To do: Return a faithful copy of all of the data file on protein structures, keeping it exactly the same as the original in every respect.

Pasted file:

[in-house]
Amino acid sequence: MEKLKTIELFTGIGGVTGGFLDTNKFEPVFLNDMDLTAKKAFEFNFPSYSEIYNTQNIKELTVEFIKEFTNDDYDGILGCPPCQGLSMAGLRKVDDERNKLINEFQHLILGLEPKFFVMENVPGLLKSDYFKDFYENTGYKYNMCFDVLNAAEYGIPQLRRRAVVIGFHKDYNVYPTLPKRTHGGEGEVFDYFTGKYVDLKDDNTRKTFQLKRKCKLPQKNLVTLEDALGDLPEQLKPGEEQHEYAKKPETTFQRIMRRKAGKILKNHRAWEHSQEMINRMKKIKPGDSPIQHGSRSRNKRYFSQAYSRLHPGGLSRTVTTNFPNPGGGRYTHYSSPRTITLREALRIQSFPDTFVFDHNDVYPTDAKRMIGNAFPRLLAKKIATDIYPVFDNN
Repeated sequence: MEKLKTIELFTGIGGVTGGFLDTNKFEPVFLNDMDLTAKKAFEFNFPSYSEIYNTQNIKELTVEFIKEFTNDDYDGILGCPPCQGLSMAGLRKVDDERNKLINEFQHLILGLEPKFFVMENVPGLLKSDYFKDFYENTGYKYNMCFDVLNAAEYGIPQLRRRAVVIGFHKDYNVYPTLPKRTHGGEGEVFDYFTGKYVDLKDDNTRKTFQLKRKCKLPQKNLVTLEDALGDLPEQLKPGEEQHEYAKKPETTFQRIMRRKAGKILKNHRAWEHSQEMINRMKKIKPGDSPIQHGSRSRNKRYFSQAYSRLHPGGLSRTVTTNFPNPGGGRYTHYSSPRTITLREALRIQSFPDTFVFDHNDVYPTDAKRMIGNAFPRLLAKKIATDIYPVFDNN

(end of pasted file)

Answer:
[in-house]
Amino acid sequence: MEKLKTIELFTGIGGVTGGFLDTNKFEPVFLNDMDLTAKKAFEFNFPSYSEIYNTQNIKELTVEFIKEFTNDDYDGILGCPPCQGLSMAGLRKVDDERNKLINEFQHLILGLEPKFFVMENVPGLLKSDYFKDFYENTGYKYNMCFDVLNAAEYGIPQLRRRAVVIGFHKDYNVYPTLPKRTHGGEGEVFDYFTGKYVDLKDDNTRKTFQLKRKCKLPQKNLVTLEDALGDLPEQLKPGEEQHEYAKKPETTFQRIMRRKAGKILKNHRAWEHSQEMINRMKKIKPGDSPIQHGSRSRNKRYFSQAYSRLHPGGLSRTVTTNFPNPGGGRYTHYSSPRTITLREALRIQSFPDTFVFDHNDVYPTDAKRMIGNAFPRLLAKKIATDIYPVFDNN
Repeated sequence: MEKLKTIELFTGIGGVTGGFLDTNKFEPVFLNDMDLTAKKAFEFNFPSYSEIYNTQNIKELTVEFIKEFTNDDYDGILGCPPCQGLSMAGLRKVDDERNKLINEFQHLILGLEPKFFVMENVPGLLKSDYFKDFYENTGYKYNMCFDVLNAAEYGIPQLRRRAVVIGFHKDYNVYPTLPKRTHGGEGEVFDYFTGKYVDLKDDNTRKTFQLKRKCKLPQKNLVTLEDALGDLPEQLKPGEEQHEYAKKPETTFQRIMRRKAGKILKNHRAWEHSQEMINRMKKIKPGDSPIQHGSRSRNKRYFSQAYSRLHPGGLSRTVTTNFPNPGGGRYTHYSSPRTITLREALRIQSFPDTFVFDHNDVYPTDAKRMIGNAFPRLLAKKIATDIYPVFDNN